Both sexes fully winged. Body legs and antennae mainly dark brown; all tarsi yellow, mid and hind tibiae often yellow at base and apex; antennal segment III yellow with apex brown, IV–VI yellow in basal half or more; major setae and fore wing pale. Head much longer than wide, projecting in front of eyes, cheeks sinuate with pair of prominent setae behind large eyes; ocellar setae finely pointed, longer than eyes, postocular and mid-vertex setae shorter; maxillary stylets broad, retracted about half-way into head, wide apart. Antennae 8-segmented; segment III with 2 long slender sensoria, IV with 4 similar sensoria; segment VIII slender and narrowed to base. Pronotum with 5 pairs of bluntly pointed major setae; epimeral sutures usually incomplete; basantra weakly sclerotized, ferna transverse, mesopresternum broadly boat-shaped. Fore tarsi with no tooth. Metanotum reticulate, with one pair of long setae arising far apart. Fore wing parallel sided, broad, with at least 30 duplicated cilia. Pelta with prominent lateral wings; tergites each with two pairs of sigmoid wing-retaining setae; tergite IX setae pointed, shorter than tube; tube longer than head, with several prominent lateral setae.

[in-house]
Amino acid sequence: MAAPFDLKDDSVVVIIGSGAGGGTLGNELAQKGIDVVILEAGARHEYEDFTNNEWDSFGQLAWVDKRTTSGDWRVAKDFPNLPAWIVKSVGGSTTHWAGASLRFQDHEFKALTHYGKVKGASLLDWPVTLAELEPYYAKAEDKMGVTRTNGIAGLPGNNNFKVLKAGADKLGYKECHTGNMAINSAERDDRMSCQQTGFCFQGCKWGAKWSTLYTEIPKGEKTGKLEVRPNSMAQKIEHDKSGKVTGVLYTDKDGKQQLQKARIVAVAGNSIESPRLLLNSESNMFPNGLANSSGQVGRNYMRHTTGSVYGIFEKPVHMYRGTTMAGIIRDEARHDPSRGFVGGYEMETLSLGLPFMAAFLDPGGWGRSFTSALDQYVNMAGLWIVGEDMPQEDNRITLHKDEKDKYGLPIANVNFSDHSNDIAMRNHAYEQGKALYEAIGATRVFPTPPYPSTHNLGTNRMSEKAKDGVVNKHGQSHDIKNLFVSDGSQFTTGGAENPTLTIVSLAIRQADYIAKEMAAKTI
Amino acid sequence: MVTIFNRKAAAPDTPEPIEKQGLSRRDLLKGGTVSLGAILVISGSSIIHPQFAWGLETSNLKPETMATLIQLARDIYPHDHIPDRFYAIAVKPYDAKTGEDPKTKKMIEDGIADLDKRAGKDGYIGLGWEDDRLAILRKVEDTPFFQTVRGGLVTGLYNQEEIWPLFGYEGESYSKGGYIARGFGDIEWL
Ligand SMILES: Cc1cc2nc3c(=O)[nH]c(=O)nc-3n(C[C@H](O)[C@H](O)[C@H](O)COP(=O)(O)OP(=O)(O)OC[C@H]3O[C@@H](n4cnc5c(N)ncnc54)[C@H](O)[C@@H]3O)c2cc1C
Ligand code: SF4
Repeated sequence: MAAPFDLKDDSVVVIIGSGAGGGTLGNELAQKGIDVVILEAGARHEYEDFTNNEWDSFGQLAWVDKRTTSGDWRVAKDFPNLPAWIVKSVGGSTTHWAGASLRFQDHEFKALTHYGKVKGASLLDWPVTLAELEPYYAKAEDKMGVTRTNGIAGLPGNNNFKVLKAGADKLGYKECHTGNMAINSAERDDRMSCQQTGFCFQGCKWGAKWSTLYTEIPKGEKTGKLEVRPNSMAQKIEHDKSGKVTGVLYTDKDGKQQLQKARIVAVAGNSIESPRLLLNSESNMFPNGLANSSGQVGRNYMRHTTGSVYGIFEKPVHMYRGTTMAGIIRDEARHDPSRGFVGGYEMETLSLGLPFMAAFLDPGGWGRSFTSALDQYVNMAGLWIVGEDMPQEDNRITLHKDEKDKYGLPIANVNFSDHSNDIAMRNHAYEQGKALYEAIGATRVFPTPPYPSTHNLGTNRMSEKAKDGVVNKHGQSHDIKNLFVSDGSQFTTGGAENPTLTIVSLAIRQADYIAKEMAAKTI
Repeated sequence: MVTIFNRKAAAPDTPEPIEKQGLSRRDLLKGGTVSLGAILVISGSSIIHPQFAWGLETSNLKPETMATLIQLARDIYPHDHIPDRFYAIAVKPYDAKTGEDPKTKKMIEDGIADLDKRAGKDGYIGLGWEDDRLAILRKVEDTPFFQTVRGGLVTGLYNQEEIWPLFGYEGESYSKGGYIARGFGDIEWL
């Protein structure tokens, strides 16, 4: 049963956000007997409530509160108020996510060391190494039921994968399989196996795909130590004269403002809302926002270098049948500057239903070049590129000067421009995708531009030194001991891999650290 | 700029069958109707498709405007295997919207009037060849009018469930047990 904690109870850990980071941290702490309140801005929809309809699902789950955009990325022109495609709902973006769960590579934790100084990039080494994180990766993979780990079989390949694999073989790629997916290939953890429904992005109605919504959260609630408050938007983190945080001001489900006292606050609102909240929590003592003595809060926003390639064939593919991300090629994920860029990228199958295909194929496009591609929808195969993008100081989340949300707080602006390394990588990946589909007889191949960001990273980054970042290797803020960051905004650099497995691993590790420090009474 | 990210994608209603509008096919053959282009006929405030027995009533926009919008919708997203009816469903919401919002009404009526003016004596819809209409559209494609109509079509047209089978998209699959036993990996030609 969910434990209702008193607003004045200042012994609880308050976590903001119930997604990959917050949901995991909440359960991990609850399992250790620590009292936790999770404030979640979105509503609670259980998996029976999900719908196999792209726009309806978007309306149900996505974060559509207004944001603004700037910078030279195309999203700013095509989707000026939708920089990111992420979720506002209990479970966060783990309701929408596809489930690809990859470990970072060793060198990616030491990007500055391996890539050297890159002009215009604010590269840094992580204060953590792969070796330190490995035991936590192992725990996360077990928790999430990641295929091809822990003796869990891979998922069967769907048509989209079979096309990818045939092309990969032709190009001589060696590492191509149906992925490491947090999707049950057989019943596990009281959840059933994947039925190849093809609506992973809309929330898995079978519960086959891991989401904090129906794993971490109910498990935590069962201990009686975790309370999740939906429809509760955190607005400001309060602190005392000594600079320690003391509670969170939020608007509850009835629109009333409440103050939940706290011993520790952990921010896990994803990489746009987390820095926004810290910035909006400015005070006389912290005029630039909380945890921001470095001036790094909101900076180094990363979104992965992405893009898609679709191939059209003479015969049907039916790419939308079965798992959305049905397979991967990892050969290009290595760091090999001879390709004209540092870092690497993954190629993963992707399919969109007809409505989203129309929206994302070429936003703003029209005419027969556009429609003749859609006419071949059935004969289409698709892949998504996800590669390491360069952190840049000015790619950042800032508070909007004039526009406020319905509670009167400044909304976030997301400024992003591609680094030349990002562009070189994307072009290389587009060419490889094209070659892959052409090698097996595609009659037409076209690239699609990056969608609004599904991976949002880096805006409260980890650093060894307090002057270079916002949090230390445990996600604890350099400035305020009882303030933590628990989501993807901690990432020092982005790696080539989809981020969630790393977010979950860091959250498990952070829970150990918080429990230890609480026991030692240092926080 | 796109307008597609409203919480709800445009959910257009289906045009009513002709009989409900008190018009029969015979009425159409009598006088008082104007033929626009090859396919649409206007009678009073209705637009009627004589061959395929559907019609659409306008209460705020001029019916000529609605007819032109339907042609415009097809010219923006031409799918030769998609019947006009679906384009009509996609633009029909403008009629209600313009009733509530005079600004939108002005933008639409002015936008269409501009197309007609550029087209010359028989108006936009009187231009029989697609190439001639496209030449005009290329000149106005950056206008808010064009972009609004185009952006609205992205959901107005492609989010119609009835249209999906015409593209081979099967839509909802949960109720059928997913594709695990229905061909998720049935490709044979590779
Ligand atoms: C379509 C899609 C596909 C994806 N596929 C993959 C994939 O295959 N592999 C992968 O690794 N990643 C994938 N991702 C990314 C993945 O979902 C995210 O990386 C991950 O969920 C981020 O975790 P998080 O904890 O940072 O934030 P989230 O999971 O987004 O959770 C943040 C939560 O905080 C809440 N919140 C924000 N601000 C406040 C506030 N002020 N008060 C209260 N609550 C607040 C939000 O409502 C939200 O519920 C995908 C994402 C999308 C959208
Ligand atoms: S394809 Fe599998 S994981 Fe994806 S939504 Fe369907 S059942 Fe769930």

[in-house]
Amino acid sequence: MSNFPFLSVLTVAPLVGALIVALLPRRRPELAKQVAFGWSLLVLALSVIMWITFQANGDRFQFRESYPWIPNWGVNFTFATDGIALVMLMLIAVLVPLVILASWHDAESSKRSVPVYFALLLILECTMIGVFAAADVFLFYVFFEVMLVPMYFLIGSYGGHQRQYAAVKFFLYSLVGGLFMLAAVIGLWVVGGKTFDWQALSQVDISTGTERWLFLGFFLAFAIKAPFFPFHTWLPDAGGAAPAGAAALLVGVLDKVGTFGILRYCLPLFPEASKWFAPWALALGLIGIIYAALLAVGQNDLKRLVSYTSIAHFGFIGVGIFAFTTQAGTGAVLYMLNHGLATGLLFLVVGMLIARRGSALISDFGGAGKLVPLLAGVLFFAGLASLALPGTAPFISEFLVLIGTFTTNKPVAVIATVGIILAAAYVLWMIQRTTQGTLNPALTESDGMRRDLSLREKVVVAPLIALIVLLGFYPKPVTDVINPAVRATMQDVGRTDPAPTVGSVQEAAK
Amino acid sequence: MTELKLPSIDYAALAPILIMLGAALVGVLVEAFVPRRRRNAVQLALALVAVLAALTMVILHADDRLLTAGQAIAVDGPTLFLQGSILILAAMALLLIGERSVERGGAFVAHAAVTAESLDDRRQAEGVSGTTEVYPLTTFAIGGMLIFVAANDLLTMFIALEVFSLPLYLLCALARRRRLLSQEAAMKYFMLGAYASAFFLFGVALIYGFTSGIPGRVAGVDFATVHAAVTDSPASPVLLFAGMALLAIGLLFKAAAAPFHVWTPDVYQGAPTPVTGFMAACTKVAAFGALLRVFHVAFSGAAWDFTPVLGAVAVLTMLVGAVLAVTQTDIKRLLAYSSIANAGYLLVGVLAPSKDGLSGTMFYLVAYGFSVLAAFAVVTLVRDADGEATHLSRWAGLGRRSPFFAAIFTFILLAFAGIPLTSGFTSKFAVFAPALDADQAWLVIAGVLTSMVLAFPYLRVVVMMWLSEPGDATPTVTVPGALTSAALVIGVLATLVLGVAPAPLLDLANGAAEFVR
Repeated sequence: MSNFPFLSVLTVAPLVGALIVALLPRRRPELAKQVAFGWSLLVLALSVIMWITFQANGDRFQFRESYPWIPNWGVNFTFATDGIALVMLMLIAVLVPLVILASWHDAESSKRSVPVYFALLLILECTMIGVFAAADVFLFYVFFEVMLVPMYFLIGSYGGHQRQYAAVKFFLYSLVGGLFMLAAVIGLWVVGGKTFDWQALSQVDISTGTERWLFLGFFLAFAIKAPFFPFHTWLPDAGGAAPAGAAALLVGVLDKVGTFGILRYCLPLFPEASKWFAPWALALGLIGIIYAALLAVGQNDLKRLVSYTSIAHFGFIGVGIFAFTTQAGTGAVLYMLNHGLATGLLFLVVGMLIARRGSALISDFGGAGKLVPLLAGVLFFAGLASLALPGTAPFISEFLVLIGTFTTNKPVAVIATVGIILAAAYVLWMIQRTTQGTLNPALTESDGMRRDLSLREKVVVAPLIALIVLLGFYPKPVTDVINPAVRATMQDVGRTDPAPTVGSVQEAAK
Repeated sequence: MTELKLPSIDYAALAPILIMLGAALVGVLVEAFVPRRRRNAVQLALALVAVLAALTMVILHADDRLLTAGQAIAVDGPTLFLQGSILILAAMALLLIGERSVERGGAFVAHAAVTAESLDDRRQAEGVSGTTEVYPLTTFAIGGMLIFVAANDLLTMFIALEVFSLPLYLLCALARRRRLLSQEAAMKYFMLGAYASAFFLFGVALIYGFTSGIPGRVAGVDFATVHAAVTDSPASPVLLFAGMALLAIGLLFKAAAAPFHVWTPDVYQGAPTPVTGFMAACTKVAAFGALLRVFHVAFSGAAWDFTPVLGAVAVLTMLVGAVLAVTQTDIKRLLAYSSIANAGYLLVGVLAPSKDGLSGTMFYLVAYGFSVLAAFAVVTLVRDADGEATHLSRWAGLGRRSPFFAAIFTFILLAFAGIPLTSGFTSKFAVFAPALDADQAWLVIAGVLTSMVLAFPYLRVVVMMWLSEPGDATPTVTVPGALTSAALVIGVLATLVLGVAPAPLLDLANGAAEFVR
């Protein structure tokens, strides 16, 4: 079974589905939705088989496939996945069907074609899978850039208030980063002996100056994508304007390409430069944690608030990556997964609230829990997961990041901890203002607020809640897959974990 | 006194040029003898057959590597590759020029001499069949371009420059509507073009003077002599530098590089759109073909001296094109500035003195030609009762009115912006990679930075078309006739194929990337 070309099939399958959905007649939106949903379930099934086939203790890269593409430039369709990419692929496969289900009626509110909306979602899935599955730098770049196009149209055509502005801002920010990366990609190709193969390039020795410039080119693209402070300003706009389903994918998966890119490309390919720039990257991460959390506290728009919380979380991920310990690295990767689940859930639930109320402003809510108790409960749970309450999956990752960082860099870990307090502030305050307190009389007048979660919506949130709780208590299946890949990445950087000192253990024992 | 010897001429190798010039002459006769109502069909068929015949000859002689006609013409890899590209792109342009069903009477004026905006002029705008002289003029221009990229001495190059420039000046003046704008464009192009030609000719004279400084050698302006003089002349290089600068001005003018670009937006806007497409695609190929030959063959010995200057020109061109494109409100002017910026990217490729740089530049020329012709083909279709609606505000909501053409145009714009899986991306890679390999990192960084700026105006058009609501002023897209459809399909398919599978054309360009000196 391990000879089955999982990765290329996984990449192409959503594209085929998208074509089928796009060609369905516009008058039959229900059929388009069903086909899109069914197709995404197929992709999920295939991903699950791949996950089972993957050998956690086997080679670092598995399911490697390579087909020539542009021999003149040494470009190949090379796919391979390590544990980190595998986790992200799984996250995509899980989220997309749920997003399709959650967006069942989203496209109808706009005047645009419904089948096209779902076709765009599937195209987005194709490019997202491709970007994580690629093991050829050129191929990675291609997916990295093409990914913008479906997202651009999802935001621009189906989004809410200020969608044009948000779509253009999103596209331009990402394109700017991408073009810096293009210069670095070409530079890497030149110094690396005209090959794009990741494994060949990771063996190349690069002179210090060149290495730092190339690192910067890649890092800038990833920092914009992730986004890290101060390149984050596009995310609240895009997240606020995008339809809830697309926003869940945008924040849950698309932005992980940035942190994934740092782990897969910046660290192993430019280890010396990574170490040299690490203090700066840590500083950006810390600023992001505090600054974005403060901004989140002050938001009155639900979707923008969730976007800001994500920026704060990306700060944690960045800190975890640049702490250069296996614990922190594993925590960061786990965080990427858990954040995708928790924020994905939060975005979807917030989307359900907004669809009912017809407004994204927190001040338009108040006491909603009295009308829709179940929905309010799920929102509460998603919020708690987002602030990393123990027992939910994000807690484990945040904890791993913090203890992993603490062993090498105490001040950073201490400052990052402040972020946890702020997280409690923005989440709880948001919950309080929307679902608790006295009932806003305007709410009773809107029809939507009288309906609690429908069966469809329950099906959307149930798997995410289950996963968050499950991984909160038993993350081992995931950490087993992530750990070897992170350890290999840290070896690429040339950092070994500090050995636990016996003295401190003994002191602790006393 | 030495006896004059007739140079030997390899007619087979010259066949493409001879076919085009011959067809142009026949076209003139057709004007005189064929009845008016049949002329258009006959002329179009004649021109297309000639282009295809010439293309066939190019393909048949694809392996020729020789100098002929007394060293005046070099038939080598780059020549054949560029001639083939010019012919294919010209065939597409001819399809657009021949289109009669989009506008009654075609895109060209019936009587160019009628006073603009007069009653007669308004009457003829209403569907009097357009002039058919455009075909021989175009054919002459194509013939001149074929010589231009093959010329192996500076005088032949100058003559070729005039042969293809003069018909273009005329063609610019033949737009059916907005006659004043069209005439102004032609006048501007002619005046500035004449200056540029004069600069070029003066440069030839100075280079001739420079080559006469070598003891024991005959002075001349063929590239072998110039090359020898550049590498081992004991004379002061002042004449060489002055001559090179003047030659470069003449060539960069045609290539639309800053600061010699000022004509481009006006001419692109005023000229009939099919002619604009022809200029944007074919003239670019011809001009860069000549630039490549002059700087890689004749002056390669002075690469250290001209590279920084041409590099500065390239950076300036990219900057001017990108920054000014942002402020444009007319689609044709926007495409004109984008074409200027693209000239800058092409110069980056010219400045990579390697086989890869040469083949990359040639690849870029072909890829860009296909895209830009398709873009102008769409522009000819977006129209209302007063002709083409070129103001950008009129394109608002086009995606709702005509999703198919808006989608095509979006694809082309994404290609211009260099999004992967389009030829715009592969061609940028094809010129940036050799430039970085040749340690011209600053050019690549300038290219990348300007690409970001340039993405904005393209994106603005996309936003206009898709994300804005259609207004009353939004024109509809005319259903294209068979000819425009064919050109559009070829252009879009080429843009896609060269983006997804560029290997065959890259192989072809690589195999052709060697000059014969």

Male tergite VI with pair of elongate lateral tubercles bearing a terminal seta, tergites VII and VIII each with smaller lateral tubercles; tergite IX setae S2 and S3 shorter than setae S1.
This species was transferred from Megalothrips to Bactrothrips by Mound & Palmer (1983), because the maxillary stylets are not deeply retracted into the head. Almost 50 species are currently listed in the genus Bactrothrips, mostly from Africa and Asia. However, there are several species from the temperate areas of Japan, and six from Australia (Mound & Tree, 2011), together with one from the Mediterranean and B. hesperus from California. The genus is not satisfactorily distinguished from Megathrips that includes five species from Europe with a sixth from California. In contrast, the seven species worldwide that are placed in the genus Megalothrips have the maxillary stylets deeply retracted into the head and close together medially. Despite this, all the species included in these three genera are unusual amongst Phlaeothripidae in having the abdominal tube with prominent lateral setae, and the males commonly have one or more abdominal segments bearing a pair of prominent tubercles laterally (Mound & Palmer, 1983).
Bactrothrips hesperus (Moulton)
Breeding on dead leaves.
Feeding by imbibing fungal spores.